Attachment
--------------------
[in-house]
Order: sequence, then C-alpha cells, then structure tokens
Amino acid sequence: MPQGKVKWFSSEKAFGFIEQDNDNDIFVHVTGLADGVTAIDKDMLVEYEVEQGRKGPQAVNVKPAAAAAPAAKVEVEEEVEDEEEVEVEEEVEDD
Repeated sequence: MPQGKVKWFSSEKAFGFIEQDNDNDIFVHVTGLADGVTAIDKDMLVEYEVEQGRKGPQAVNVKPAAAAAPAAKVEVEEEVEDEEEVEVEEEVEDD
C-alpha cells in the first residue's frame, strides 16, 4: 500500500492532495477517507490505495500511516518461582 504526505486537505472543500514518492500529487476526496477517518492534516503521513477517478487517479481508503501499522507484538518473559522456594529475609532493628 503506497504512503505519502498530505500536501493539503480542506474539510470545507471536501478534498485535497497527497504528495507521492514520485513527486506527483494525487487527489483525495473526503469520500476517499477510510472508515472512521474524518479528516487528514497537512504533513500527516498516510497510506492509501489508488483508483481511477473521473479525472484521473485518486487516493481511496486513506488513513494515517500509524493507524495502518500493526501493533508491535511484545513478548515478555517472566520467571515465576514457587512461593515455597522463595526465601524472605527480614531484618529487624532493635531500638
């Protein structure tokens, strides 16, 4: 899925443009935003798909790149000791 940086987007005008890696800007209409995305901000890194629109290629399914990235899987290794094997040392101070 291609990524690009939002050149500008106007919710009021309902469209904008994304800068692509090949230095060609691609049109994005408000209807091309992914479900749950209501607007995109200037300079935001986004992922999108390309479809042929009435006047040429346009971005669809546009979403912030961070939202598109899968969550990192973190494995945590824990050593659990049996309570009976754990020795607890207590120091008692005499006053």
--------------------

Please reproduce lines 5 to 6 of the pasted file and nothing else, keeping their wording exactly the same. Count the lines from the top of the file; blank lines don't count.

C-alpha cells in the first residue's frame, strides 16, 4: 500500500492532495477517507490505495500511516518461582 504526505486537505472543500514518492500529487476526496477517518492534516503521513477517478487517479481508503501499522507484538518473559522456594529475609532493628 503506497504512503505519502498530505500536501493539503480542506474539510470545507471536501478534498485535497497527497504528495507521492514520485513527486506527483494525487487527489483525495473526503469520500476517499477510510472508515472512521474524518479528516487528514497537512504533513500527516498516510497510506492509501489508488483508483481511477473521473479525472484521473485518486487516493481511496486513506488513513494515517500509524493507524495502518500493526501493533508491535511484545513478548515478555517472566520467571515465576514457587512461593515455597522463595526465601524472605527480614531484618529487624532493635531500638
């Protein structure tokens, strides 16, 4: 899925443009935003798909790149000791 940086987007005008890696800007209409995305901000890194629109290629399914990235899987290794094997040392101070 291609990524690009939002050149500008106007919710009021309902469209904008994304800068692509090949230095060609691609049109994005408000209807091309992914479900749950209501607007995109200037300079935001986004992922999108390309479809042929009435006047040429346009971005669809546009979403912030961070939202598109899968969550990192973190494995945590824990050593659990049996309570009976754990020795607890207590120091008692005499006053």